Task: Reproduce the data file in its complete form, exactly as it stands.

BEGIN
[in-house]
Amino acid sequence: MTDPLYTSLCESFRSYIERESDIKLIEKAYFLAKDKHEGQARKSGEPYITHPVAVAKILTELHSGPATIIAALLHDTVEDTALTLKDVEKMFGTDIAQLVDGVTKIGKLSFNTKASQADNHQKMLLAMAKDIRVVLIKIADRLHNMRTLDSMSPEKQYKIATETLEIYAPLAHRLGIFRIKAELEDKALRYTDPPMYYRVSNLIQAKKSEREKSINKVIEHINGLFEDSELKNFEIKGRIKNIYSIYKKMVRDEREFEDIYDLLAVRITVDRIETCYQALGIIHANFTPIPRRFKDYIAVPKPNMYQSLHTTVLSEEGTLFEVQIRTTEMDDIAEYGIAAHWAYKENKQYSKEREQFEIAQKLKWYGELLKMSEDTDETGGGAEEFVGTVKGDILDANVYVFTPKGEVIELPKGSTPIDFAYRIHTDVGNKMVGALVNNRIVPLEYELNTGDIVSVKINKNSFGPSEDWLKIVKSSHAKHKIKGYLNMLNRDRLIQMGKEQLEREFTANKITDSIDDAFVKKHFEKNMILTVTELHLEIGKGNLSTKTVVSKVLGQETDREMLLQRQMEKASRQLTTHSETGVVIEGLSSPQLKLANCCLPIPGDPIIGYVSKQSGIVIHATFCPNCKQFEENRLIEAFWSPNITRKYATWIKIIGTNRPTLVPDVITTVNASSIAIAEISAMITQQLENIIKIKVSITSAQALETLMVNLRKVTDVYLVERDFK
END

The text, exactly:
[in-house]
Amino acid sequence: MTDPLYTSLCESFRSYIERESDIKLIEKAYFLAKDKHEGQARKSGEPYITHPVAVAKILTELHSGPATIIAALLHDTVEDTALTLKDVEKMFGTDIAQLVDGVTKIGKLSFNTKASQADNHQKMLLAMAKDIRVVLIKIADRLHNMRTLDSMSPEKQYKIATETLEIYAPLAHRLGIFRIKAELEDKALRYTDPPMYYRVSNLIQAKKSEREKSINKVIEHINGLFEDSELKNFEIKGRIKNIYSIYKKMVRDEREFEDIYDLLAVRITVDRIETCYQALGIIHANFTPIPRRFKDYIAVPKPNMYQSLHTTVLSEEGTLFEVQIRTTEMDDIAEYGIAAHWAYKENKQYSKEREQFEIAQKLKWYGELLKMSEDTDETGGGAEEFVGTVKGDILDANVYVFTPKGEVIELPKGSTPIDFAYRIHTDVGNKMVGALVNNRIVPLEYELNTGDIVSVKINKNSFGPSEDWLKIVKSSHAKHKIKGYLNMLNRDRLIQMGKEQLEREFTANKITDSIDDAFVKKHFEKNMILTVTELHLEIGKGNLSTKTVVSKVLGQETDREMLLQRQMEKASRQLTTHSETGVVIEGLSSPQLKLANCCLPIPGDPIIGYVSKQSGIVIHATFCPNCKQFEENRLIEAFWSPNITRKYATWIKIIGTNRPTLVPDVITTVNASSIAIAEISAMITQQLENIIKIKVSITSAQALETLMVNLRKVTDVYLVERDFK